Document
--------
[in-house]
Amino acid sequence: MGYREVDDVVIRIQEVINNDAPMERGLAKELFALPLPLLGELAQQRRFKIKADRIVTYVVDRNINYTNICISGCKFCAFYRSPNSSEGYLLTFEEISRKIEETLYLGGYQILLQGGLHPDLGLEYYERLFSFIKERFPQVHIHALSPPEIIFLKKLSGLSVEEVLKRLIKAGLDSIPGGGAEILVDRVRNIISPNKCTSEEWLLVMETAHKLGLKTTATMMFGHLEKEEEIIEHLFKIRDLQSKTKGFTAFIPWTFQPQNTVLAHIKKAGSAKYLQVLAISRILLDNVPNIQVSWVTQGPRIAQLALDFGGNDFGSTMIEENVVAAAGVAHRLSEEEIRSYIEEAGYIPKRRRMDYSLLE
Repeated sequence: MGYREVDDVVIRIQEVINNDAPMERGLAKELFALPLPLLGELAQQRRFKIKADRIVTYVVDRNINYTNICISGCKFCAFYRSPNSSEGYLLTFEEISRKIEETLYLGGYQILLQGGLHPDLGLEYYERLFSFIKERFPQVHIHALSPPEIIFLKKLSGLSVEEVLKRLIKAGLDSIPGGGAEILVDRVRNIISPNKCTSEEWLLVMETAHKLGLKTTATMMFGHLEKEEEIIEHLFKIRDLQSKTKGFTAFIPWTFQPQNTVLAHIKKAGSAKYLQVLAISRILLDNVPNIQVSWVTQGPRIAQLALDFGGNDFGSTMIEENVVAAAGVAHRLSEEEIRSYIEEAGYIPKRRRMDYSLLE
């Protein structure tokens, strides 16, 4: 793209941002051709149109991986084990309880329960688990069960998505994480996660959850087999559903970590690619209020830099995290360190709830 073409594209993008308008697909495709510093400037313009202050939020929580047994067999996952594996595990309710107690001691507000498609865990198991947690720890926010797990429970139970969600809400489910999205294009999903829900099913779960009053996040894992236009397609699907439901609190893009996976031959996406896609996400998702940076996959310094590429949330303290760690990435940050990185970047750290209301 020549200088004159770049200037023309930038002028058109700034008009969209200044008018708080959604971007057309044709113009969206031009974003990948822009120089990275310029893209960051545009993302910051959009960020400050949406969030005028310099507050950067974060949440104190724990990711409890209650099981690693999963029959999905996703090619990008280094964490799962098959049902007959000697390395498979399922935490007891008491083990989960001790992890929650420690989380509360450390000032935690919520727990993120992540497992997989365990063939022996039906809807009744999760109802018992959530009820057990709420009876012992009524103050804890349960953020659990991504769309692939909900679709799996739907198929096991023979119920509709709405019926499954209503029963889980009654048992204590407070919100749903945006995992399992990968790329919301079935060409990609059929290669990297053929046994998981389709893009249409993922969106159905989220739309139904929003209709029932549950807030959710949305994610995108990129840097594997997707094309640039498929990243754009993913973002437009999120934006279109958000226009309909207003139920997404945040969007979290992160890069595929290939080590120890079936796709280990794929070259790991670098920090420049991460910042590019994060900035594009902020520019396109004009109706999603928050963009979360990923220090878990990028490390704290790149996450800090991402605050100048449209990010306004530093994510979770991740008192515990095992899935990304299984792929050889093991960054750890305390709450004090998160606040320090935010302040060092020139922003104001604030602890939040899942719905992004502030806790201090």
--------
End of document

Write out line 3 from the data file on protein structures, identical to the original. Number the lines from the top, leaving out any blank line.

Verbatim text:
Repeated sequence: MGYREVDDVVIRIQEVINNDAPMERGLAKELFALPLPLLGELAQQRRFKIKADRIVTYVVDRNINYTNICISGCKFCAFYRSPNSSEGYLLTFEEISRKIEETLYLGGYQILLQGGLHPDLGLEYYERLFSFIKERFPQVHIHALSPPEIIFLKKLSGLSVEEVLKRLIKAGLDSIPGGGAEILVDRVRNIISPNKCTSEEWLLVMETAHKLGLKTTATMMFGHLEKEEEIIEHLFKIRDLQSKTKGFTAFIPWTFQPQNTVLAHIKKAGSAKYLQVLAISRILLDNVPNIQVSWVTQGPRIAQLALDFGGNDFGSTMIEENVVAAAGVAHRLSEEEIRSYIEEAGYIPKRRRMDYSLLE